Clive Hamilton spells it out like it is. The reality of what's our hotter planet is going to to be like in the very near future. The poor will suffer more, the affluent will have the means to migrate to cooler climes or put up with a hotter climate. The reality is, it's to late the current rate of carbon and greenhouse emissions has or will be at the tipping point of runaway climate change. Time has effectively run out for us as a species. The great industrial and technological miracles that set ...more
David Wood
Jul 20, 2014 rated it it was amazing  ·  review of another edition
An incredibly scary book in that Hamilton not only presents the evidence in a clear and precise manner but also why the world and its leaders are psychologically unable to accept the change that will soon be upon us.
It is as if we look up in the sky and can see a massive meteor heading towards Earth but we are unable to focus or comprehend that it is going to wipe us out.
I read this book as it was recommended by Dr. David Suzuki, who has been Canada's most active voice against CO2 emissions and
Jun 30, 2014 rated it really liked it
Some quotes to ponder while watching the world melt and burn:

-From a senior Bush Administration official: "Americans did not fight and win the wars of the 20th C to make the world safe for green vegetables."

-From a tobacco company memo: "Doubt is our product since it is the best means of competing with the "body of fact" that exists in the mind of the general public. It is also the means of establishing a controversy."

-One paraphrase from the Stern report: we should shoot for a max of 550 ppm CO
Feb 12, 2013 rated it really liked it
Shelves: venustas, 01
It is hard to disentangle my experience of this book from my general pessimism concerning humanity's response to climate change. This is certainly heightened by the recent work showing that it is in fact the tropics, home to much of the world's population and biodiversity, where the hammer is likely to fall first. However, there is something to be said for embracing some aspects of fatalism about the subject and getting on with thinking about the implications for your own life. I found On the Na ...more
May 01, 2011 rated it liked it
Agree utterly with his message and for that alone recommend to it any and everyone.

But I did find the delivery a bit rambling (what is it with these lefty anti-corporate types --- Naomi Klein's "No Logo" was another one that should have had me cheering and punching the air, but ended up a longwinded snooze-fest).
Feb 03, 2011 rated it really liked it
This book has a new approach to presenting the climate change problem: condolences for the loss of your planet. It really helped me accept the inevitable doom and put me in a better emotional state over it.
Jun 17, 2010 rated it really liked it
Sure, he's a bit annoying now and again, but there are so many great ideas in here, particularly about our unshakeable faith in the 'goodness' of economic growth, and the doom we're heading for if we can't let go of it. ...more
Jun 05, 2013 rated it it was amazing  ·  review of another edition
Shelves: read-2013
This is a must read. The human race has some massive challenges ahead. This book explains the truth about climate change, where we're at and where we're likely to head if we continue to ignore the warnings. ...more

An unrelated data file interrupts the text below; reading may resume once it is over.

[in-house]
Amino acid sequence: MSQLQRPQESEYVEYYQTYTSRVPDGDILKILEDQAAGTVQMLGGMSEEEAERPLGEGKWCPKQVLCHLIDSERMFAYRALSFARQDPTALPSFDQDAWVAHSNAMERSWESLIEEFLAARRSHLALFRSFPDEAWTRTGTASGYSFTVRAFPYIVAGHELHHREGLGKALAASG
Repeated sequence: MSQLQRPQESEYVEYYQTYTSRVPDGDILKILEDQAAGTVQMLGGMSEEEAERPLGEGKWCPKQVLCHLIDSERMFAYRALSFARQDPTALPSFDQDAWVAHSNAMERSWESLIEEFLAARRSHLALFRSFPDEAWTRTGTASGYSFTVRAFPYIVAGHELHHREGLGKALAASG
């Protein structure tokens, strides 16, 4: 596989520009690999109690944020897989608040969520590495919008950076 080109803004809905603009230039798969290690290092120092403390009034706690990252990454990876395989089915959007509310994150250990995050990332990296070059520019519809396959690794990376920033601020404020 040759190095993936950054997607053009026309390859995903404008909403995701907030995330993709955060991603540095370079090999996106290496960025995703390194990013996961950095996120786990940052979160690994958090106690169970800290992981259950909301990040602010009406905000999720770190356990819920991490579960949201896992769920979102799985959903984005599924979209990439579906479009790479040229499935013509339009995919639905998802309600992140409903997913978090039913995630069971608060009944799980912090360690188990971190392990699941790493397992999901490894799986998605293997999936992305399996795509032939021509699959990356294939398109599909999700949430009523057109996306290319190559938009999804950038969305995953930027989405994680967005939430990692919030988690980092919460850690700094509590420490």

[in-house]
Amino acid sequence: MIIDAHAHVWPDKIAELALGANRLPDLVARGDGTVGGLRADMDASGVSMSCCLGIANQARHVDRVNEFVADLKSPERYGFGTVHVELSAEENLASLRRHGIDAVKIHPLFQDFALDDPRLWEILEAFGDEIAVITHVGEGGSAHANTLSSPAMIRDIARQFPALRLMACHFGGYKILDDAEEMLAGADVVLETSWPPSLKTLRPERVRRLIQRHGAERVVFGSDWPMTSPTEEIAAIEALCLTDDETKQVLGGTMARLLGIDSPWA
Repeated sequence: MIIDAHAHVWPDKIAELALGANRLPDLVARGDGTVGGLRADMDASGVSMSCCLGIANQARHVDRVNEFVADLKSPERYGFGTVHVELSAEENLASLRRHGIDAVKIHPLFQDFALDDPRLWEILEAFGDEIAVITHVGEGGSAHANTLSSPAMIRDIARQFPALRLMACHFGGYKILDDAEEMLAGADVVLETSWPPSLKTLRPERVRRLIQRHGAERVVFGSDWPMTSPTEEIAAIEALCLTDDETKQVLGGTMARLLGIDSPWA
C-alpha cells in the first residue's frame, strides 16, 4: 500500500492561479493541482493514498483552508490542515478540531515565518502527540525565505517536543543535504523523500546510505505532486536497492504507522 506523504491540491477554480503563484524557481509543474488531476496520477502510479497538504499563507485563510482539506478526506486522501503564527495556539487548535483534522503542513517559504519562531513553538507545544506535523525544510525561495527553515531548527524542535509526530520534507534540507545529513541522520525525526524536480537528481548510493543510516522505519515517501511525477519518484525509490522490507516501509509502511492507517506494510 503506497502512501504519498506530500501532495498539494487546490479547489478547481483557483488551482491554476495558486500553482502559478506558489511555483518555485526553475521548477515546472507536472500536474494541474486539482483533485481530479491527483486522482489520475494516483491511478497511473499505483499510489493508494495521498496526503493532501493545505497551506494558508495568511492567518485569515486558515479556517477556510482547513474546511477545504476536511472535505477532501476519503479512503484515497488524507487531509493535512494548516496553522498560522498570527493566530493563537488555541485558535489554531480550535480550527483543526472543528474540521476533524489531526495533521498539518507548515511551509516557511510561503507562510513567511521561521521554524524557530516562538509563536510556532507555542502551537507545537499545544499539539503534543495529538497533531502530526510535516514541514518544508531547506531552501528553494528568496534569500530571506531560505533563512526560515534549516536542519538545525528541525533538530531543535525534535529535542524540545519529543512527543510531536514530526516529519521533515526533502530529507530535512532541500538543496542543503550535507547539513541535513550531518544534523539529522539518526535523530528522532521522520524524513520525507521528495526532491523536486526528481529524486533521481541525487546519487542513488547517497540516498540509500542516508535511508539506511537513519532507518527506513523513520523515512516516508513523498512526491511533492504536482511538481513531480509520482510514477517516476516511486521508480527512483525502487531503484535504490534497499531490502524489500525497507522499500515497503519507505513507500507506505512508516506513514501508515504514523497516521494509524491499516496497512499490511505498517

Apr 01, 2010 rated it it was amazing
This book is essential reading for anyone who is ready to face the future climate change reality. It is not depressing but it is enlightening in how we humans think, why we act the way we do and what we must now do to survive the future. READ IT!
Nov 18, 2010 rated it liked it
I felt this was a one sided look a climate change and the debate surrounding the topic. However, anything that draws people's attention to this issue is a step forward.
Check out my full review at
Sim Hanscamp
May 30, 2015 rated it it was amazing
An important read for those who wish to talk about the social psychology of climate change.
Apr 19, 2011 rated it really liked it
Clearly articulated account of the details behind climate change and the fetishism of growth that keeps people from seeing it.
Jun 19, 2011 rated it liked it
An interesting but rather pessimistic account of climate change and why we are in denial and will basically do nothing!
Jan 03, 2011 rated it it was amazing
This book changed my life. Seriously. Thank you Clive Hamilton for turning the lights on.
Mar 13, 2012 rated it really liked it
Sad. It seems we are already too late...
Thomas Meester
Mar 17, 2015 rated it it was amazing
Life changing
Jul 17, 2014 rated it it was amazing  ·  review of another edition
Essential reading for anybody who cares about climate change. Terrifying.
Sep 03, 2010 rated it it was amazing
Shelves: politics, science
Well-explained, accessible to the lay reader, but a truly, deeply frightening book.
Apr 15, 2012 rated it really liked it
a must read for anyone teaching bio/chem at senior school
rated it it was amazing
Jan 03, 2016
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Clive Hamilton AM FRSA is an Australian public intellectual and Professor of Public Ethics at the Centre for Applied Philosophy and Public Ethics and the Vice-Chancellor's Chair in Public Ethics at Charles Sturt University. He is a member of the Board of the Climate Change Authority of the Australian Government, and is the Founder and former Executive Director of The Australia Institute. He regula ...more